I don't know if what I am going to say has too much to do with this but I will continue either way because I need to vent every once in a while. I was watching the movie "Children of Men" last night and there is a scene at the end that, in my head, speaks to these thoughts. There is war and destruction all over, people killing other people, men and women blown up and in pieces on the ground everyone reaching out for help, blood everywhere war has taken over and hate rules over all. Then, out of this hospital comes this lady carrying a baby, the first baby born for 18 years, and as the baby is carried by its mother and as it passes people with guns and as it passes the injured and the weak and the poor, the people stop and stare, they reach out to touch the baby and cry and weep. The people with guns stop shooting and the people stop fighting for this one moment, all is peaceful. But, as moved as they are, a gun is fired as the baby reaches the distance and the war continues.

I am not going to try and answer your question because I can't but I am going to write some thoughts I have had. Our world is messed up and the things you experience in Rwanda and the stories you hear are probably some of the worst you can find, that genocide was inhuman and pure evil. How can any God exist if that happened, if that still happens? However, I think God takes a backseat, think of the stories that came out after, the things that God does are not newsworthy, they don't capture as much attention it is not blood and guts it is love. I am sure if you searched the towns closely there are countless stories of people acting on love in whatever way they saw fit at that time. Maybe they were killed because of it, maybe the people they were trying to save were slaughtered as well but if love is what they were acting on, God was there, in that moment an intervention occurred. Look at Jesus, he was pure love and he was hung on a tree. In the grand scheme of things how does it help that God intervened in small instances instead of stopping the whole genocide....I don't know. But I do know that we will never know, pure judgment is reserved not for this life but for the next and if you look at it in that sense than there are many people who should be petrified for that day.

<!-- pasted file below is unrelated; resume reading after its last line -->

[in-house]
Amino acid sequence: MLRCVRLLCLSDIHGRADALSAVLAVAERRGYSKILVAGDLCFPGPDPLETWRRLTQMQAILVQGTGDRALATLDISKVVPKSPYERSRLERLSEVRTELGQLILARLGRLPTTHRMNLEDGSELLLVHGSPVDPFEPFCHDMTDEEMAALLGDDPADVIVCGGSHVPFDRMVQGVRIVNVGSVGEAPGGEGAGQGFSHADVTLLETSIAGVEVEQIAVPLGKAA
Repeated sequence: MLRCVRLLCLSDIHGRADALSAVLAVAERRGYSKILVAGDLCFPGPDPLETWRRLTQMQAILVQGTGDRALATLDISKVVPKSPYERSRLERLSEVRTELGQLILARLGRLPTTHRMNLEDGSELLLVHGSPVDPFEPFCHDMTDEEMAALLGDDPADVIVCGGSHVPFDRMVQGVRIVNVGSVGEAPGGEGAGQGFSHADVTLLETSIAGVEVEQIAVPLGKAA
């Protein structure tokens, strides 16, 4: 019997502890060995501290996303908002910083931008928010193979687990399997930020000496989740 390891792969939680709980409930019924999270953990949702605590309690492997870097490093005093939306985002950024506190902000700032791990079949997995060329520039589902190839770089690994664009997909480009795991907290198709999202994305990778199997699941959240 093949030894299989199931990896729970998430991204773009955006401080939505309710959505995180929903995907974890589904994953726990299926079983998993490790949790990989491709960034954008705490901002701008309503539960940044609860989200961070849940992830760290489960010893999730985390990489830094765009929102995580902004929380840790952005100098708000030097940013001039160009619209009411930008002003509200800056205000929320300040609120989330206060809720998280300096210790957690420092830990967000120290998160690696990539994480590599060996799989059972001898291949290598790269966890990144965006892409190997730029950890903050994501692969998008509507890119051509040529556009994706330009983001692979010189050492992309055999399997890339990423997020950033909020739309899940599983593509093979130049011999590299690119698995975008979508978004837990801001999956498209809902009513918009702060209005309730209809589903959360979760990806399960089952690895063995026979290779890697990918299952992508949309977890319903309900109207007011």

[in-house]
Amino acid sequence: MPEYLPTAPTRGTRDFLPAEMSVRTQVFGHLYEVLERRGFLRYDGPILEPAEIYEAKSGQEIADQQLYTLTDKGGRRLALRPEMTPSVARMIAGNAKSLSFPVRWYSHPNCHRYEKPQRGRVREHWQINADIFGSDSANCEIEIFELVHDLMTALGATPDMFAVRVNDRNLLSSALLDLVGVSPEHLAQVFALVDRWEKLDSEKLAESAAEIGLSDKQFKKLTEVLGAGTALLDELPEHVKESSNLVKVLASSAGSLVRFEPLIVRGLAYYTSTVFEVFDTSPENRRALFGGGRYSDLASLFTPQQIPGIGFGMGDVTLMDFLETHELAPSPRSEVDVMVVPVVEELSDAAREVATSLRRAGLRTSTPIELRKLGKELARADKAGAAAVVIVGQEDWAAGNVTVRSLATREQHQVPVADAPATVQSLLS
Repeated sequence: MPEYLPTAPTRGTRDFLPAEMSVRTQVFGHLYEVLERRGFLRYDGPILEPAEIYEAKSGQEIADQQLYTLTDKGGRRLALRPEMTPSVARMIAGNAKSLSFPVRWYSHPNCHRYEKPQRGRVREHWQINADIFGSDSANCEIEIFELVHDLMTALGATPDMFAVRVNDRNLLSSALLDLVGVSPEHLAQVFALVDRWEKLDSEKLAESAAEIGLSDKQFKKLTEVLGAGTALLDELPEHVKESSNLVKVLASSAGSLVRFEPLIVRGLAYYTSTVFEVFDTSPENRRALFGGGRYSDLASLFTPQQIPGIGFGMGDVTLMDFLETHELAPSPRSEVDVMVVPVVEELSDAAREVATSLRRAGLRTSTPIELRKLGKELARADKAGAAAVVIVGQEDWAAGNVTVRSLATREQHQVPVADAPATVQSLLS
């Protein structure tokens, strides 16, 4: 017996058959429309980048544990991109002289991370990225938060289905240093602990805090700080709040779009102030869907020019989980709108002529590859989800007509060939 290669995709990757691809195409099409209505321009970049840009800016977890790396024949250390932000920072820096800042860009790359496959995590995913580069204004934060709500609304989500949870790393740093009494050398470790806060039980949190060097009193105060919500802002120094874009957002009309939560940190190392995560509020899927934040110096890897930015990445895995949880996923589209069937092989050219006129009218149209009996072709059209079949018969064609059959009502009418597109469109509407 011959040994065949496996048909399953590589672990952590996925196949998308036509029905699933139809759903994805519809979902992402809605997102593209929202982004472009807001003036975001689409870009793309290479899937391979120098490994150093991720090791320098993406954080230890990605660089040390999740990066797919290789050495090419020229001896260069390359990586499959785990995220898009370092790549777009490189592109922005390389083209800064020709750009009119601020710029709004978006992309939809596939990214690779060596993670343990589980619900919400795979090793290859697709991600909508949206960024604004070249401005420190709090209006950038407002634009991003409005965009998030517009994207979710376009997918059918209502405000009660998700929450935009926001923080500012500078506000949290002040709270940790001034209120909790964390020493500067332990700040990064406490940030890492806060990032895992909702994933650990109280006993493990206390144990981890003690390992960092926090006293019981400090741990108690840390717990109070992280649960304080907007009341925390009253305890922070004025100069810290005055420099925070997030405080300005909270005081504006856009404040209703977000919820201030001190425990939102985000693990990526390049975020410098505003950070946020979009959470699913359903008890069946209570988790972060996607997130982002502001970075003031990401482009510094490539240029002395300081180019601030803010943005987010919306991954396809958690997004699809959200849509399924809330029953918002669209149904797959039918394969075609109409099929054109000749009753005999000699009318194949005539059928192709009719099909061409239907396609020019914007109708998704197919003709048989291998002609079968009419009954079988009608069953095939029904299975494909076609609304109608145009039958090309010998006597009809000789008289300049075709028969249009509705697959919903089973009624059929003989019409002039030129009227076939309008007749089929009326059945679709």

The image at the end of that movie reminds me of the day Jesus was born, he brought love and free choice and everyone was in awe, the spiritual world went to a standstill...people tried to kill him but at the same time many reached out for him. Beyond that love we are supposed to show others...well, I would say we are not to figure out, one day we will just know.

Hopefully that is some sort of an answer, I may have more to say but I think this was longer than I am supposed to write (an unspoken rule I am sure).

Good luck Laura and I hope that you are learning a ton!!


CAT essiambre said...

Wow!! Seriously intense... and i'm not going to sit here and say i'm a practicing catholic at all, or religious in the slightest, because i chose to leave that all a long time ago. It had nothing to do with the lack of faith, a choice to coheres with the devil, or ignorance, but just the fact that these lines are very blurred, and a frustration grew so large, i had to learn how to create boundaries for myself. I have always had issues with authoritarian figures too... but i'm not going to get into that, or do you want me to start on a rant of my own spirituality, but i do want to say i studied at catholic school and was raised in a roman catholic family until the age of 12, which gave me a bit of insight into the Christian world of god and the bible. In saying that, I'll play the devils advocate...

Some bad things have to happen, to make the world a better place in a whole, and if this resentment or conflict was produced due to the choice of some individuals to participate in activities of hate before the genocide that split the groups, then maybe god didnt intervene because he saw the future of these groups coming together... survivors and perpetrators living together as a unit. I mean why did Jesus go through such crap? For our sins right? well, maybe this was some kind of other sacrifice for the future souls to live in peace.

I don't think it's fair, and i don't think it's right, but if people are going to put their faith in god and believe that he knows best, it's just along the same thought of a child putting their faith in the hands of their parents, because mommy and daddy know best. How many times has that statement been proven wrong?